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OBJECTIVE: To prospectively validate the Predicting Out-of-OFfice Blood Pressure (PROOF-BP) algorithm to triage patients with suspected high blood pressure for ambulatory blood pressure monitoring (ABPM) in routine clinical practice. DESIGN: Prospective observational cohort study. SETTING: 10 primary care practices and one hospital in the UK. PARTICIPANTS: 887 consecutive patients aged 18 years or more referred for ABPM in routine clinical practice. All underwent ABPM and had the PROOF-BP applied. MAIN OUTCOME MEASURES: The main outcome was the proportion of participants whose hypertensive status was correctly classified using the triaging strategy compared with the reference standard of daytime ABPM. Secondary outcomes were the sensitivity, specificity, and area under the receiver operator characteristic curve (AUROC) for detecting hypertension. RESULTS: The mean age of participants was 52.8 (16.2) years. The triaging strategy correctly classified hypertensive status in 801 of the 887 participants (90%, 95% confidence interval 88% to 92%) and had a sensitivity of 97% (95% confidence interval 96% to 98%) and specificity of 76% (95% confidence interval 71% to 81%) for hypertension. The AUROC was 0.86 (95% confidence interval 0.84 to 0.89). Use of triaging, rather than uniform referral for ABPM in routine practice, would have resulted in 435 patients (49%, 46% to 52%) being referred for ABPM and the remainder managed on the basis of their clinic measurements. Of these, 69 (8%, 6% to 10%) would have received treatment deemed unnecessary had they received ABPM. CONCLUSIONS: In a population of patients referred for ABPM, this new triaging approach accurately classified hypertensive status for most, with half the utilisation of ABPM compared with usual care. This triaging strategy can therefore be recommended for diagnosis or management of hypertension in patients where ABPM is being considered, particularly in settings with limited resources.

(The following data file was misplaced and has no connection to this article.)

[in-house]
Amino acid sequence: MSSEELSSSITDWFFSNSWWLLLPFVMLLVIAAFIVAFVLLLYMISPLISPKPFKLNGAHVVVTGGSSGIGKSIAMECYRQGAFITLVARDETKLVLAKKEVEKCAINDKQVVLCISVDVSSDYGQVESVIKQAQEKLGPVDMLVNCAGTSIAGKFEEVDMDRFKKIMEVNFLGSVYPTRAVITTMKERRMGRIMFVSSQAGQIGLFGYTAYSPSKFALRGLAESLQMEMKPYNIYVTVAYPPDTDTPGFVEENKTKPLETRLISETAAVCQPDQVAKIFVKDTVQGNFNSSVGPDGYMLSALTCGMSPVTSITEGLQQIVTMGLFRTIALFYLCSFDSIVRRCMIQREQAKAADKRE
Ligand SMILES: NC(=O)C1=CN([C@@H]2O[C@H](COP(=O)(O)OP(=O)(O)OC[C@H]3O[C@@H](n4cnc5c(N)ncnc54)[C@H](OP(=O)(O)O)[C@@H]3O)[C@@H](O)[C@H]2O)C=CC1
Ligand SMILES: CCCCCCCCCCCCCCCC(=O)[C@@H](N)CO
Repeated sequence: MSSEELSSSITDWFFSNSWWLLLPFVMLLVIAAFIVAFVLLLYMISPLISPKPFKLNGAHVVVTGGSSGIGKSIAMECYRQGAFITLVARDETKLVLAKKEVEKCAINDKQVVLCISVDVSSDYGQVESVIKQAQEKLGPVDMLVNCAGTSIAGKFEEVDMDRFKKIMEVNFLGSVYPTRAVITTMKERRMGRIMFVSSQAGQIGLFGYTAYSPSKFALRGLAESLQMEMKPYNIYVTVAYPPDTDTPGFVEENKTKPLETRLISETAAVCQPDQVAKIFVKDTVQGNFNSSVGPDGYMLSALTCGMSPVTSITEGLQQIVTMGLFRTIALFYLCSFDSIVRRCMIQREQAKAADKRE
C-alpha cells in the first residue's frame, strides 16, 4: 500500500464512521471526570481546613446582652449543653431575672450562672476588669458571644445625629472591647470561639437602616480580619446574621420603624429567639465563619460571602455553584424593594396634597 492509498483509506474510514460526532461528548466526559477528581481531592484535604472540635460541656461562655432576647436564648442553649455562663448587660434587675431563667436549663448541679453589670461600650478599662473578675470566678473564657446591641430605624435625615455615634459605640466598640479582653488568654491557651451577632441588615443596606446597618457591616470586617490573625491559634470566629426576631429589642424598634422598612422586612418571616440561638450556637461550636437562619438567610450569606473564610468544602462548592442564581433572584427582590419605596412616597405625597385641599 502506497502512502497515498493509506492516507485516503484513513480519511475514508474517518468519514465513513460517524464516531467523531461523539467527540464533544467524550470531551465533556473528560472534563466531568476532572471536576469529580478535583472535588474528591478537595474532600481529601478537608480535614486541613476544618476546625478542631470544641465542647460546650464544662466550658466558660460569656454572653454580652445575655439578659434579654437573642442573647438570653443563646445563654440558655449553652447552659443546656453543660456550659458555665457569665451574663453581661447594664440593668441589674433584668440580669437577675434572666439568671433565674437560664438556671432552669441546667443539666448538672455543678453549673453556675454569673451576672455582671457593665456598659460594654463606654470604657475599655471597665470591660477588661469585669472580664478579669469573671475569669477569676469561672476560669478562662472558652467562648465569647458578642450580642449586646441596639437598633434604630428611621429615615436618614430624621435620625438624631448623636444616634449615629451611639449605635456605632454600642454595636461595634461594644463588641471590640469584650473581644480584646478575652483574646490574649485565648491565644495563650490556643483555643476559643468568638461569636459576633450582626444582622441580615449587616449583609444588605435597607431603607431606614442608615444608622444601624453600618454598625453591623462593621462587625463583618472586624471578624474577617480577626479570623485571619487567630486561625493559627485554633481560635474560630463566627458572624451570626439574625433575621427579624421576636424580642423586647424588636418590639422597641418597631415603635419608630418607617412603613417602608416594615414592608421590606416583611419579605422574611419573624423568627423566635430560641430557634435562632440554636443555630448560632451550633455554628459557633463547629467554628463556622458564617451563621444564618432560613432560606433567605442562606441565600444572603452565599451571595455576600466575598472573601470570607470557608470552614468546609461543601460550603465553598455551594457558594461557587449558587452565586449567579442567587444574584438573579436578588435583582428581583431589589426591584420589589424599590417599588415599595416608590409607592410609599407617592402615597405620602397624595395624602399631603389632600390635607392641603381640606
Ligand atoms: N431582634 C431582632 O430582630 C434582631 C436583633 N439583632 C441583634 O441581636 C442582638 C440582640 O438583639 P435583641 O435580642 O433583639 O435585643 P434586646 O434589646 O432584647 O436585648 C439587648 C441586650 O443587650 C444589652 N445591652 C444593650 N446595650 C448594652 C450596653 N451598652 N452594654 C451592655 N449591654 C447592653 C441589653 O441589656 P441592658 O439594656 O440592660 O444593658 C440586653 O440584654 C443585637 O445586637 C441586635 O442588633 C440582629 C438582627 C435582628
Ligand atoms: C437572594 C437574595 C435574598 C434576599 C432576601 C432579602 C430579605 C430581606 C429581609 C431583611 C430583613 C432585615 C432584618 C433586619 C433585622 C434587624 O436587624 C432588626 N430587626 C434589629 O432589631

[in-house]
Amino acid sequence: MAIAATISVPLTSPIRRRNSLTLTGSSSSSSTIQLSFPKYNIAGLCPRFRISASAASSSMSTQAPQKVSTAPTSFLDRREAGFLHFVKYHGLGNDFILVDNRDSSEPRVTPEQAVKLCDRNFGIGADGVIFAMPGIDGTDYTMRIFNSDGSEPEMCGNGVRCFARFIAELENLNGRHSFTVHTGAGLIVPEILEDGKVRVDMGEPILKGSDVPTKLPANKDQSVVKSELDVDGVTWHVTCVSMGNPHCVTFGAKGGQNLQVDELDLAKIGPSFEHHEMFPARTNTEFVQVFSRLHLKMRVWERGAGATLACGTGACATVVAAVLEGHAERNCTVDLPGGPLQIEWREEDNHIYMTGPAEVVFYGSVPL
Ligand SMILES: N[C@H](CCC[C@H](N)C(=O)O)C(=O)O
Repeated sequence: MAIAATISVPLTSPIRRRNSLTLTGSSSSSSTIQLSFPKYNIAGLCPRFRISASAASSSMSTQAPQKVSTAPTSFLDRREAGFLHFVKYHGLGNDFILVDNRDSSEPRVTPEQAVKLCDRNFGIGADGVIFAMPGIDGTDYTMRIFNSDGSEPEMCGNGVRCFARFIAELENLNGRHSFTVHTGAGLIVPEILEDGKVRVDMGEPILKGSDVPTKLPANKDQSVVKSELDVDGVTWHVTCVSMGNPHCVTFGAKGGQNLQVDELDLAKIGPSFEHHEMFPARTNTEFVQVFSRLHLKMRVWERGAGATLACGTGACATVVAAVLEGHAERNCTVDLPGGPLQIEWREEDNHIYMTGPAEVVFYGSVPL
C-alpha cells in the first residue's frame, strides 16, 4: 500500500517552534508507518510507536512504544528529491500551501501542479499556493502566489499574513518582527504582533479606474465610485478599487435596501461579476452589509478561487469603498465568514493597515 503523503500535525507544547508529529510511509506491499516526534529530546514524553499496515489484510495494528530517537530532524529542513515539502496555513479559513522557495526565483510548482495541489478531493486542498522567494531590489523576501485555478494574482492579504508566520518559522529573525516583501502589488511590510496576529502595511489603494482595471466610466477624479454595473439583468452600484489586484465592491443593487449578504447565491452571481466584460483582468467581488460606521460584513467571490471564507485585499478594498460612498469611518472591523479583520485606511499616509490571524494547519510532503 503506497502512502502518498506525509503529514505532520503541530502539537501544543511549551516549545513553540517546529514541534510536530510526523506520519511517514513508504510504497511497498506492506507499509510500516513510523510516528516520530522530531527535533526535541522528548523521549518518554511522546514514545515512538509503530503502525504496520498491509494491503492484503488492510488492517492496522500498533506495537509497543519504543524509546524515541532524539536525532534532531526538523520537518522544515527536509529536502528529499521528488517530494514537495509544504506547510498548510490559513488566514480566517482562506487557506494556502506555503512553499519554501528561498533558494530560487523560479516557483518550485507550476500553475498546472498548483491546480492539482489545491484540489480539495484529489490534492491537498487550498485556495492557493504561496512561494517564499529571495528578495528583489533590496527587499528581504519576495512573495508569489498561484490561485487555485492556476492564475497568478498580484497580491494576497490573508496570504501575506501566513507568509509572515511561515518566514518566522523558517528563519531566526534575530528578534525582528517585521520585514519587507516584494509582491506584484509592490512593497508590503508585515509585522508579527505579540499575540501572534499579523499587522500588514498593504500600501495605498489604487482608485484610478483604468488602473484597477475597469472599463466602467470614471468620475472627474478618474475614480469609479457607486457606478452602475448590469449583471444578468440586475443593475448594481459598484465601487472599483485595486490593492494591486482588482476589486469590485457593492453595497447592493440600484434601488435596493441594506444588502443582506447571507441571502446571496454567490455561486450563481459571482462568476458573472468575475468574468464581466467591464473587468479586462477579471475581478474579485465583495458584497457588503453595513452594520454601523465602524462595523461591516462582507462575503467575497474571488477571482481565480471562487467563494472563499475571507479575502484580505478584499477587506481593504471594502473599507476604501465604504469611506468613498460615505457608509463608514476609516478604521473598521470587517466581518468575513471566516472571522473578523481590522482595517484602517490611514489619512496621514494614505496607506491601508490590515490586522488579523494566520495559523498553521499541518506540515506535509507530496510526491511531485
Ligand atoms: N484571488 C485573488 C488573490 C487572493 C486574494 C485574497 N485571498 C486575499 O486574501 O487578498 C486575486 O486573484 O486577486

Original publication

DOI

10.1136/bmj.k2478

Type

Journal article

Journal

Bmj

Publication Date

27/06/2018

Volume

361